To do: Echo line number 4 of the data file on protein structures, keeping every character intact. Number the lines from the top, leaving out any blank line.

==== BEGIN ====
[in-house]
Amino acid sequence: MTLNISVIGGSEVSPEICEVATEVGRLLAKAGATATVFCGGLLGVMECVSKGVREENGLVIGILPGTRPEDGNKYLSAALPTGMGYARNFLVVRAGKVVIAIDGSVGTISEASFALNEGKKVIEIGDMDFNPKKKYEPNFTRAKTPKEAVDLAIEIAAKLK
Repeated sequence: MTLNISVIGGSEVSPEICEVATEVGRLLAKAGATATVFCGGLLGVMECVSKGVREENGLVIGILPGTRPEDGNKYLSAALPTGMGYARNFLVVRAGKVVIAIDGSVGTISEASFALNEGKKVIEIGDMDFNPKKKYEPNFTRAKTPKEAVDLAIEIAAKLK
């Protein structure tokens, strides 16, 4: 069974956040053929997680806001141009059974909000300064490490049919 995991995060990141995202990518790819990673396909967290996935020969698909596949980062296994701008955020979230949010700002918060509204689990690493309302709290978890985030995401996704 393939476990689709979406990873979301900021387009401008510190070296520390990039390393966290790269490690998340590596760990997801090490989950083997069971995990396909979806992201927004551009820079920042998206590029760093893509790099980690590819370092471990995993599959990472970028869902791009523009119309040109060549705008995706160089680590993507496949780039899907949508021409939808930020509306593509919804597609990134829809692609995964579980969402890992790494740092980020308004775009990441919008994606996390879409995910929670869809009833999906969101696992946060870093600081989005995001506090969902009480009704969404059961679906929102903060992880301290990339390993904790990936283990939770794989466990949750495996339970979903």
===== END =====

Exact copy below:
């Protein structure tokens, strides 16, 4: 069974956040053929997680806001141009059974909000300064490490049919 995991995060990141995202990518790819990673396909967290996935020969698909596949980062296994701008955020979230949010700002918060509204689990690493309302709290978890985030995401996704 393939476990689709979406990873979301900021387009401008510190070296520390990039390393966290790269490690998340590596760990997801090490989950083997069971995990396909979806992201927004551009820079920042998206590029760093893509790099980690590819370092471990995993599959990472970028869902791009523009119309040109060549705008995706160089680590993507496949780039899907949508021409939808930020509306593509919804597609990134829809692609995964579980969402890992790494740092980020308004775009990441919008994606996390879409995910929670869809009833999906969101696992946060870093600081989005995001506090969902009480009704969404059961679906929102903060992880301290990339390993904790990936283990939770794989466990949750495996339970979903």